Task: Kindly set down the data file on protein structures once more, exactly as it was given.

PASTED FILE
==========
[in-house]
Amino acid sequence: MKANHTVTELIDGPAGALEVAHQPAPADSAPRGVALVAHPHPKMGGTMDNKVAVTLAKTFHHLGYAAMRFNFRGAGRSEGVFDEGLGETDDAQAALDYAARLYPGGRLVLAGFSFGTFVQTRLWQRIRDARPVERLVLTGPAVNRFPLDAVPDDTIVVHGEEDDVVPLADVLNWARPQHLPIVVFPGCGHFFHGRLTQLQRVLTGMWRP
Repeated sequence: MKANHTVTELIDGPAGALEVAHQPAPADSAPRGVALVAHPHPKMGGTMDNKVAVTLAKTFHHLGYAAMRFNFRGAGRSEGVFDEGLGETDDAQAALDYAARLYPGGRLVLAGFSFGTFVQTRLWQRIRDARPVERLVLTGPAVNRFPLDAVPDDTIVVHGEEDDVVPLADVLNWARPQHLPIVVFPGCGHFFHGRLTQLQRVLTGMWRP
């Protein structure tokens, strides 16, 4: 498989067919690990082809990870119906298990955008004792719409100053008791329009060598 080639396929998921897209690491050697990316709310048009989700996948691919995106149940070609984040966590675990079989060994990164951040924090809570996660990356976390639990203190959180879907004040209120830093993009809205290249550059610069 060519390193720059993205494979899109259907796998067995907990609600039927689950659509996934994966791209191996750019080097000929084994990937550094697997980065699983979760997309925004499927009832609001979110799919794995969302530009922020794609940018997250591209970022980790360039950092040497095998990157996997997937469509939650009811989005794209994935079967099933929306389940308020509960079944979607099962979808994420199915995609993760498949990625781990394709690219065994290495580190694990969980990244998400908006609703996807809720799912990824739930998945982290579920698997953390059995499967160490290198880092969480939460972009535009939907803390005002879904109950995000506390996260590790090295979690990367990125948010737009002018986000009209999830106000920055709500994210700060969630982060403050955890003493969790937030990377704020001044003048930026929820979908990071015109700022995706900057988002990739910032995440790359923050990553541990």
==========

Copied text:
[in-house]
Amino acid sequence: MKANHTVTELIDGPAGALEVAHQPAPADSAPRGVALVAHPHPKMGGTMDNKVAVTLAKTFHHLGYAAMRFNFRGAGRSEGVFDEGLGETDDAQAALDYAARLYPGGRLVLAGFSFGTFVQTRLWQRIRDARPVERLVLTGPAVNRFPLDAVPDDTIVVHGEEDDVVPLADVLNWARPQHLPIVVFPGCGHFFHGRLTQLQRVLTGMWRP
Repeated sequence: MKANHTVTELIDGPAGALEVAHQPAPADSAPRGVALVAHPHPKMGGTMDNKVAVTLAKTFHHLGYAAMRFNFRGAGRSEGVFDEGLGETDDAQAALDYAARLYPGGRLVLAGFSFGTFVQTRLWQRIRDARPVERLVLTGPAVNRFPLDAVPDDTIVVHGEEDDVVPLADVLNWARPQHLPIVVFPGCGHFFHGRLTQLQRVLTGMWRP
């Protein structure tokens, strides 16, 4: 498989067919690990082809990870119906298990955008004792719409100053008791329009060598 080639396929998921897209690491050697990316709310048009989700996948691919995106149940070609984040966590675990079989060994990164951040924090809570996660990356976390639990203190959180879907004040209120830093993009809205290249550059610069 060519390193720059993205494979899109259907796998067995907990609600039927689950659509996934994966791209191996750019080097000929084994990937550094697997980065699983979760997309925004499927009832609001979110799919794995969302530009922020794609940018997250591209970022980790360039950092040497095998990157996997997937469509939650009811989005794209994935079967099933929306389940308020509960079944979607099962979808994420199915995609993760498949990625781990394709690219065994290495580190694990969980990244998400908006609703996807809720799912990824739930998945982290579920698997953390059995499967160490290198880092969480939460972009535009939907803390005002879904109950995000506390996260590790090295979690990367990125948010737009002018986000009209999830106000920055709500994210700060969630982060403050955890003493969790937030990377704020001044003048930026929820979908990071015109700022995706900057988002990739910032995440790359923050990553541990």